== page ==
Second beaver lodge on Tiengemeten island


This video is called How Beavers Build a Lodge – BBC Animals.

Dutch conservation organisation Natuurmonumenten reports that this year, beavers have built a second lodge on Tiengemeten, an island which is a nature reserve.

Last year, beavers built their first lodge on Tiengemeten.

Beavers had become extinct in the Netherlands in 1826. In 1988, they were reintroduced.

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Squirrel ‘shares’ food, video


This video shows a red squirrel, feeding on sunflower seeds from a squirrel-shaped feeder.

Jan Duijneveld from the Netherlands made the video.

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Beaver and lapwings, video


This is a video about a beaver in Biesbosch nature reserve in the Netherlands; featuring some sleepy northern lapwings.

Marco Valk made the video.

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Wild beavers back in England after 200 years


This video from England says about itself:

Beaver in Devon

30 sep. 2013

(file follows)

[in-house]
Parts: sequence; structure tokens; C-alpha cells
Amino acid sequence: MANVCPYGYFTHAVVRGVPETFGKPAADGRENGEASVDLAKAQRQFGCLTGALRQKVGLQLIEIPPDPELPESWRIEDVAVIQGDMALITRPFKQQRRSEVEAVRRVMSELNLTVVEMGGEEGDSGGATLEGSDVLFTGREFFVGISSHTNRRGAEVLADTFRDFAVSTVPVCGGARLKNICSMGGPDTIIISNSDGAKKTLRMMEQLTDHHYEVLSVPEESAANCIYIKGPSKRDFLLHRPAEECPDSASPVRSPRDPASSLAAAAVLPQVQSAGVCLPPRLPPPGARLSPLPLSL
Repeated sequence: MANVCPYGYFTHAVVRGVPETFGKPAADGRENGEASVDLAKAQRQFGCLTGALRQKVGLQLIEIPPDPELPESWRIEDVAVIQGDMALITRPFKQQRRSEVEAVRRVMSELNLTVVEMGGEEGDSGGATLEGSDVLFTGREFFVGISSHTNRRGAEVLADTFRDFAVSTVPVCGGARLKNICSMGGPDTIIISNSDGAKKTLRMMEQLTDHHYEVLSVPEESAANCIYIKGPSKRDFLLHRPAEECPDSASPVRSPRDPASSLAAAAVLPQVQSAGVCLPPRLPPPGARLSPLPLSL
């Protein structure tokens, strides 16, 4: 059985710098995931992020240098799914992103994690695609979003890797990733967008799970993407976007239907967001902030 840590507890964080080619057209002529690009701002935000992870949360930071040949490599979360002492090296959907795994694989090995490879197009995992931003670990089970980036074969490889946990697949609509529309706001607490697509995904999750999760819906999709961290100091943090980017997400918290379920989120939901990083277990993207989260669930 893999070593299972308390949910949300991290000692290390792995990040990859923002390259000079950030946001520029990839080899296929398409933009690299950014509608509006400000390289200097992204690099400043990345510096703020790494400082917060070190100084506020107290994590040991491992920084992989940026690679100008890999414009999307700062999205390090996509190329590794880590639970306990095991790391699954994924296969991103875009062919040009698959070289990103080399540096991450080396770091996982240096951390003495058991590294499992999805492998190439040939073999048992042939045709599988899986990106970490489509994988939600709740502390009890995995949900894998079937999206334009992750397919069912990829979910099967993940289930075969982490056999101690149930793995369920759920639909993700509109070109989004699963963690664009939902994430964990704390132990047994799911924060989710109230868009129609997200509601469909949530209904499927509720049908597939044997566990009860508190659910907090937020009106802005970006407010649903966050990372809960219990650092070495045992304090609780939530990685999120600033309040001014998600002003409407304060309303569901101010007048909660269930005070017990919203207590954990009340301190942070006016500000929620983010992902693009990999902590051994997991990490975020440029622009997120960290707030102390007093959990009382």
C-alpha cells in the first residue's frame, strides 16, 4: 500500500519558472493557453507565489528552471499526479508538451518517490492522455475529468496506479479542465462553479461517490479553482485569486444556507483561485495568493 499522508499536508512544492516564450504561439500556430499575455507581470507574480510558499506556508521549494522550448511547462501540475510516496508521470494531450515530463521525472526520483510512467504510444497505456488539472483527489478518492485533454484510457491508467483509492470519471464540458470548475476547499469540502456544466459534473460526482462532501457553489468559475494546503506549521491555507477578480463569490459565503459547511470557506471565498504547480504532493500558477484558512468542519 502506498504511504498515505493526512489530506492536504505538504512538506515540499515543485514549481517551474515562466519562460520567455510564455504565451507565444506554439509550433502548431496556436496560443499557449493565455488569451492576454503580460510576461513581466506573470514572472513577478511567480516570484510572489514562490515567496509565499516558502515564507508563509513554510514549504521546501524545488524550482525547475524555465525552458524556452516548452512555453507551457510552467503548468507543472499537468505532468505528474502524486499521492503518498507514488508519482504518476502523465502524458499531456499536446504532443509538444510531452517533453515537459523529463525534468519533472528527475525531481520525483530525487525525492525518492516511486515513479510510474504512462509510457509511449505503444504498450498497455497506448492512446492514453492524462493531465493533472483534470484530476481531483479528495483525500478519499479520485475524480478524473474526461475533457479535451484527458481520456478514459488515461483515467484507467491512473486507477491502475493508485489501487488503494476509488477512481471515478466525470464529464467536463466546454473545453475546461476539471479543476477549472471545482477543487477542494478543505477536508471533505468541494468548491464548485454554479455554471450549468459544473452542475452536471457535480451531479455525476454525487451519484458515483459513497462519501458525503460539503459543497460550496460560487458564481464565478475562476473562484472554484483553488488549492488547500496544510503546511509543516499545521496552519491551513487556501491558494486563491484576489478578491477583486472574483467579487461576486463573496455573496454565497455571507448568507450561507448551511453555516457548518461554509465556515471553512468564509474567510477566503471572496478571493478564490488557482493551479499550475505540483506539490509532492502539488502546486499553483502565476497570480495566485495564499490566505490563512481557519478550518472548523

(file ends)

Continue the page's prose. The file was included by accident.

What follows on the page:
Beavers are a vital missing link in the UK’s ecosystem and the wetland environment is suffering from the loss of beaver activity. In principle we support the EU’s call for governments to reintroduce lost endemic species and note that England is one of the few remaining countries not to reintroduce beavers.

From Wildlife Extra:

Wild beavers spotted in Devon

European beavers are back in the wild

February 2014: After an absence of more than 200 years a small population of European beavers, Castor fiber, has been seen wild in the English countryside. A family group of three were filmed by Tom Buckley on the River Otter in East Devon. They are believed to be the result of an escape or unsanctioned release.

It is highly significant because it strongly suggests that a small breeding population of beavers now exists outside of captivity. This would be the first time since the 18th century that European beavers had been breeding in the wild in England. Beavers were finally hunted to extinction during the 18th century as a result of being highly valued fur, medicinal value and meat, not because they were viewed as a nuisance species.

“We believe that releases of European beavers should be properly planned. We do not support unlicensed releases of any animals or plants, said Devon Wildlife Trust in a statement.

“However, now that a small European beaver population has established itself in East Devon we believe that they should be left alone and observed, using a rigorous monitoring programme. This group of beavers provides us with a unique opportunity to learn lessons about their behaviour and their impact on the local landscape.

“We believe that, given the right conditions, the return of the European beaver, a formerly native mammal, will be of overall benefit to river and wetland habitats in the UK.”

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Red squirrel video